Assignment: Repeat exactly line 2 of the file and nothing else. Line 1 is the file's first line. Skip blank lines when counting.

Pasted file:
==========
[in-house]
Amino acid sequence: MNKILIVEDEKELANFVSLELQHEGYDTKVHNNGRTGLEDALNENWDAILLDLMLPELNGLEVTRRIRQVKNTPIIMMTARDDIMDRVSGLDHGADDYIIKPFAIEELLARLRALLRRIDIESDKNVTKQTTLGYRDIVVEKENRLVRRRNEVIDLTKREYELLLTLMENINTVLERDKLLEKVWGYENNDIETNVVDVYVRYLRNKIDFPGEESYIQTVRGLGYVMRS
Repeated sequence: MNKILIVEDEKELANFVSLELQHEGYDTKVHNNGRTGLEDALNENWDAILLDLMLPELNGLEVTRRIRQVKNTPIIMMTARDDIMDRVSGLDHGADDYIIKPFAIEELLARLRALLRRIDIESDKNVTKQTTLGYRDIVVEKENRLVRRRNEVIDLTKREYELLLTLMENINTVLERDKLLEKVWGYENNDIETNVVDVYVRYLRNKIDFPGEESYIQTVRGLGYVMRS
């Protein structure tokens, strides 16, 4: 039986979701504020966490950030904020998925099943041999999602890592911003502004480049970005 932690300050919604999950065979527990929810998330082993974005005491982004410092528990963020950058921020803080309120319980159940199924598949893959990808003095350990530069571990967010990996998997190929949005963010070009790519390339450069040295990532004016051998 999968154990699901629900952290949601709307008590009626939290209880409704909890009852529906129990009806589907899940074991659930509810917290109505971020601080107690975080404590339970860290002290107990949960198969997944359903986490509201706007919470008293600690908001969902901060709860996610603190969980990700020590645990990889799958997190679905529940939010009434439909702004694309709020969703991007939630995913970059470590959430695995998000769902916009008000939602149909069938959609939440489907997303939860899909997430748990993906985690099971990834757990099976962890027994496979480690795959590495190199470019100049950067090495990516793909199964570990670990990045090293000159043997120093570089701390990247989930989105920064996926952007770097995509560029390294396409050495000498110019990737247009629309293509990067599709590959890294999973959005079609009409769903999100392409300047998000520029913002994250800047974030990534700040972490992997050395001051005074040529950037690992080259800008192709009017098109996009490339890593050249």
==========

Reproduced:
Amino acid sequence: MNKILIVEDEKELANFVSLELQHEGYDTKVHNNGRTGLEDALNENWDAILLDLMLPELNGLEVTRRIRQVKNTPIIMMTARDDIMDRVSGLDHGADDYIIKPFAIEELLARLRALLRRIDIESDKNVTKQTTLGYRDIVVEKENRLVRRRNEVIDLTKREYELLLTLMENINTVLERDKLLEKVWGYENNDIETNVVDVYVRYLRNKIDFPGEESYIQTVRGLGYVMRS